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Top 10 books for teaching children about sex

Talking to children about bodies and bits and how they fit together isn’t always easy. The earlier you start and the more relaxed you are about it, the easier it will be (see Talking to children about sex, bodies and relationships). The hardest bit is getting started. Luckily, there are some great books for teaching children about sex, bodies books for teaching children about sexand families, which can make launching into those conversations much easier. There’s no need to buy them – your local library will have lots of books for teaching children about sex (and that way you can check them out and find exactly the right one for your family).

To help you along, here’s my top ten list of the best books for teaching children about sex, puberty and relationships.

Where Willy Went (by Nicholas Allen)

My personal favourite – it’s a jolly good story that just happens to be about a sperm…. Makes potentially difficult conversations very easy!


Hair in Funny Places (by Babette Cole)

Great artwork, featuring a girl, her teddy bear and Mr and Mrs Hormone. A true classic!



There’s a House Inside My Mummy (by Giles Andreae)

Gentle and simple, perfect for preparing young children for a new brother or sister. (Check out these other ideas for books for preparing a toddler for a new baby too!).


Let’s Talk About Girls, Boys, Babies, Bodies, Families & Friends (by Robie H. Harris)

The Let’s Talk series has a range of books for teaching children about sex, puberty, and families. They are factual and quite detailed and cover those topics that you might be a little scared of broaching. Ideal for starting conversations or for leaving in your child’s bedroom for him/her to pick up when interested.


Mummy Laid an Egg (by Babette Cole)

A great book for turning the tables on parental embarrassment – no nonsense, straightforward and dispels silly myths people invent to avoid saying exactly where babies really do come from…..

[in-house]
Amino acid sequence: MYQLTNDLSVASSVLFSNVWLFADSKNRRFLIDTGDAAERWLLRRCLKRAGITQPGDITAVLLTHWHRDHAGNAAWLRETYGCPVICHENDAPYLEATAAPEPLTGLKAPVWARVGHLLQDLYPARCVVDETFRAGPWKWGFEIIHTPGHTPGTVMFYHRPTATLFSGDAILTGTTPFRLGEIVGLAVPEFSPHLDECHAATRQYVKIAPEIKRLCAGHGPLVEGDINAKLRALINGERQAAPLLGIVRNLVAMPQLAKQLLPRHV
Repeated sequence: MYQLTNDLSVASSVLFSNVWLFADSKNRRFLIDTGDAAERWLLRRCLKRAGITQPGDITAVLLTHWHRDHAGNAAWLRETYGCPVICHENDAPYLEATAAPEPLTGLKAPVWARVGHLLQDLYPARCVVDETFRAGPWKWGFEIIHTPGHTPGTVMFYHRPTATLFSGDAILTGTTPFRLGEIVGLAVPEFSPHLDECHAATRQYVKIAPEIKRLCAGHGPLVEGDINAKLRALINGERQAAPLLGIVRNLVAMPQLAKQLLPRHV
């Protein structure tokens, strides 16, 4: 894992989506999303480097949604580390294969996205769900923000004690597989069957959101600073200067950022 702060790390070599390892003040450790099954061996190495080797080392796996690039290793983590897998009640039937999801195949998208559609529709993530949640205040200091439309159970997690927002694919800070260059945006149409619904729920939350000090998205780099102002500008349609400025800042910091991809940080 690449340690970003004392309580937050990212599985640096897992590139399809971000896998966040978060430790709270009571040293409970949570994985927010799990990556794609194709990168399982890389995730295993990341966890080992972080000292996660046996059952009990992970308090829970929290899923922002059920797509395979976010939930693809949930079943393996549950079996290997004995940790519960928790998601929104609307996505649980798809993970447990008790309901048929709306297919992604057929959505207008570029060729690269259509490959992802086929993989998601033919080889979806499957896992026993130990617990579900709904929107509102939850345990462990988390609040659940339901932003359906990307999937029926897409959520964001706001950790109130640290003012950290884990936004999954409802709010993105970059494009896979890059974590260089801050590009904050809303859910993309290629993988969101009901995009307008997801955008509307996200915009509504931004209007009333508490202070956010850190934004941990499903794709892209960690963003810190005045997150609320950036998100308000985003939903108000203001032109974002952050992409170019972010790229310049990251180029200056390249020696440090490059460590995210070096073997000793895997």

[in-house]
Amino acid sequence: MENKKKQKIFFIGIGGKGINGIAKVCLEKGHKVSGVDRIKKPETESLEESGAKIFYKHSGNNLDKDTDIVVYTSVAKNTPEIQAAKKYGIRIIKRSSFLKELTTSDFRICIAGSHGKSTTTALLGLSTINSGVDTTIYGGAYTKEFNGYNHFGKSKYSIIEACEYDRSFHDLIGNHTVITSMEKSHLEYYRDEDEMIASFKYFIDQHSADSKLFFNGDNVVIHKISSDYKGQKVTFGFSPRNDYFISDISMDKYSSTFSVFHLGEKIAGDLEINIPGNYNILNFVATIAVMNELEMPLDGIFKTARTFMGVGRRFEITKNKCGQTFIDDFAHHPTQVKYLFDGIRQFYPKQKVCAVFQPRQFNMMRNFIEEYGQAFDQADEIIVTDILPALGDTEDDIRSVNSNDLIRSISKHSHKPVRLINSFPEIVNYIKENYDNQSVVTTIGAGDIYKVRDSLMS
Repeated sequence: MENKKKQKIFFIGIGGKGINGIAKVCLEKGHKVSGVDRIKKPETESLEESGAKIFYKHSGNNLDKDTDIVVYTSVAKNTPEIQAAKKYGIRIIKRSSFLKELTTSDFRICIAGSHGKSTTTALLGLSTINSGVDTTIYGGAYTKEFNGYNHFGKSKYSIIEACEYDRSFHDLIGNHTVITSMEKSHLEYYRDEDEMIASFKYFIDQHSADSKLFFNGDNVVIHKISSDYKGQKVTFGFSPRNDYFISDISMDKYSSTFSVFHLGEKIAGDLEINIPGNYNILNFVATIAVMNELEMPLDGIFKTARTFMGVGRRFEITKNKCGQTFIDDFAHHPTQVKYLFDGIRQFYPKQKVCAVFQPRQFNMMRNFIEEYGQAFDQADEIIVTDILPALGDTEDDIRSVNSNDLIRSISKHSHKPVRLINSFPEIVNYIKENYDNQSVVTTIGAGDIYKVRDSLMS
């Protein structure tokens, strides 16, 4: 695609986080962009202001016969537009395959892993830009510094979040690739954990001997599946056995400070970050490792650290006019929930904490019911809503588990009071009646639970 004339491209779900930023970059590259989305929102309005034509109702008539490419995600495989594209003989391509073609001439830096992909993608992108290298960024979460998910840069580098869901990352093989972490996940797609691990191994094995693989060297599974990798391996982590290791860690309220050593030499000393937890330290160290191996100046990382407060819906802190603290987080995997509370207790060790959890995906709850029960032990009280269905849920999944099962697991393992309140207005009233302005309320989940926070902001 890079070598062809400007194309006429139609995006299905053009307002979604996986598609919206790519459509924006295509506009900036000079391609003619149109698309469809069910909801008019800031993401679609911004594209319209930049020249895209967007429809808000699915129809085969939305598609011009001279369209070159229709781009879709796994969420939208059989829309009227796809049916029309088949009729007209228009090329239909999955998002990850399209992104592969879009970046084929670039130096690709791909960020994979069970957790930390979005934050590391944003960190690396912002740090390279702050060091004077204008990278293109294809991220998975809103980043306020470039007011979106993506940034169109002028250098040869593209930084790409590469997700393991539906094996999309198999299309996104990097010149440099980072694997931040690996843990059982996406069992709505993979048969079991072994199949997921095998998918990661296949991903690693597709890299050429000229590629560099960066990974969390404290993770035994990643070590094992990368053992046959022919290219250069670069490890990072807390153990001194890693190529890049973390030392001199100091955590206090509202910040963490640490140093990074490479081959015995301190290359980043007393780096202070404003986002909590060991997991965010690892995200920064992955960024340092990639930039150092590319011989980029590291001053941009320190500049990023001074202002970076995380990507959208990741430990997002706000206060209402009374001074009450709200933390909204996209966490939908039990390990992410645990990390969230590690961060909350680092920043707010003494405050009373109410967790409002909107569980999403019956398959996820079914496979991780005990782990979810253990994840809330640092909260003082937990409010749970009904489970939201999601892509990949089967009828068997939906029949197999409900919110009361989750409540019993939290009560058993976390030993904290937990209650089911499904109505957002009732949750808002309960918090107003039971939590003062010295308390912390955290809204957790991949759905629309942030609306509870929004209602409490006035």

King and King (by Linda De Haan)

A great read with fab pictures that just happens to feature a prince who marries another prince rather than a princess.



Discover Families (by Fliss Goldsmith)

A celebration of families and all the different shapes, sizes and forms that families can take – part of the Erin & Roderick series. Perfect for inclusive conversations and answering children’s questions about why/how families don’t all look the same. (For an alternative, The Family Book by Todd Parr is also very good on this topic).


Ready, Set, Grow!  (by Lynda Madaras)

All about girls’ bodies and puberty. Detailed, but written in a sympathetic way that tackles lots of common fears and worries. Perfect for preparing younger girls for puberty or for girls who have started puberty early. Versions for older girls (What’s Happening to My Body? Book for Girls: Revised Edition) and for boys (The “What’s Happening to My Body?” Book for Boys)
also available.

Let’s talk about Body Boundaries, Consent & Respect (by Jayneen Sanders)

A great resource for talking about consent in a thoughtful and non-threatening way – so children understand their own body safety rights as well as respecting other children’s.



It’s Okay to be Different (by Todd Parr)

Not so much about sex and as about diversity in general. A great book for introducing young children to the idea that people (and bodies) come in all shapes, sizes and preferences, and that’s great!


Have you tried any of these books for teaching children about sex? How did it go? Or have I missed out your favourite? What tips would you share about talking to children about bodies and bits? Please do let us know – and check out this resource list for more advice on talking to children about tricky issues!

This is not a sponsored post – these are all books that I personally recommend! It does however contain affiliate links, which means that if you click through from this post to Amazon and buy one of the books I will receive a small fee (see Disclosure Notice for more info). 

montage of books for teaching children about sex

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